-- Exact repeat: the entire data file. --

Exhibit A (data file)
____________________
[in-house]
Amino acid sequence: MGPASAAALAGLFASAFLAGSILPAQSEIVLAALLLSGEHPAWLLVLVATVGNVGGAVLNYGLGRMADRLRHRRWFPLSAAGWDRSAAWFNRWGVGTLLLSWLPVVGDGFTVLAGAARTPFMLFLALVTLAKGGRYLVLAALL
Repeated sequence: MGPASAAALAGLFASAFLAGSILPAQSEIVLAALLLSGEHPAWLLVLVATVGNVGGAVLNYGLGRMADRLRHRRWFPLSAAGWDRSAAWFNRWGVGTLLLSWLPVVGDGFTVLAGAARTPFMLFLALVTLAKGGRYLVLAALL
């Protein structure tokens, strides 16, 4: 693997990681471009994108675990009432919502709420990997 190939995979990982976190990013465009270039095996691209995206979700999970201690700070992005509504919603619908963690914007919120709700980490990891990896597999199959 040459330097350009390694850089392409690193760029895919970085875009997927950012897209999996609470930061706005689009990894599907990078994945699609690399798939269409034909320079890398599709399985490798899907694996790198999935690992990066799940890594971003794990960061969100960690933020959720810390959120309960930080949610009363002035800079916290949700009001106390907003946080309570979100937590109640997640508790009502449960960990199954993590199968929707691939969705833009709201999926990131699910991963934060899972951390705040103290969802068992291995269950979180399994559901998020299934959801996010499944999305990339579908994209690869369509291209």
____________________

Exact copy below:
[in-house]
Amino acid sequence: MGPASAAALAGLFASAFLAGSILPAQSEIVLAALLLSGEHPAWLLVLVATVGNVGGAVLNYGLGRMADRLRHRRWFPLSAAGWDRSAAWFNRWGVGTLLLSWLPVVGDGFTVLAGAARTPFMLFLALVTLAKGGRYLVLAALL
Repeated sequence: MGPASAAALAGLFASAFLAGSILPAQSEIVLAALLLSGEHPAWLLVLVATVGNVGGAVLNYGLGRMADRLRHRRWFPLSAAGWDRSAAWFNRWGVGTLLLSWLPVVGDGFTVLAGAARTPFMLFLALVTLAKGGRYLVLAALL
């Protein structure tokens, strides 16, 4: 693997990681471009994108675990009432919502709420990997 190939995979990982976190990013465009270039095996691209995206979700999970201690700070992005509504919603619908963690914007919120709700980490990891990896597999199959 040459330097350009390694850089392409690193760029895919970085875009997927950012897209999996609470930061706005689009990894599907990078994945699609690399798939269409034909320079890398599709399985490798899907694996790198999935690992990066799940890594971003794990960061969100960690933020959720810390959120309960930080949610009363002035800079916290949700009001106390907003946080309570979100937590109640997640508790009502449960960990199954993590199968929707691939969705833009709201999926990131699910991963934060899972951390705040103290969802068992291995269950979180399994559901998020299934959801996010499944999305990339579908994209690869369509291209």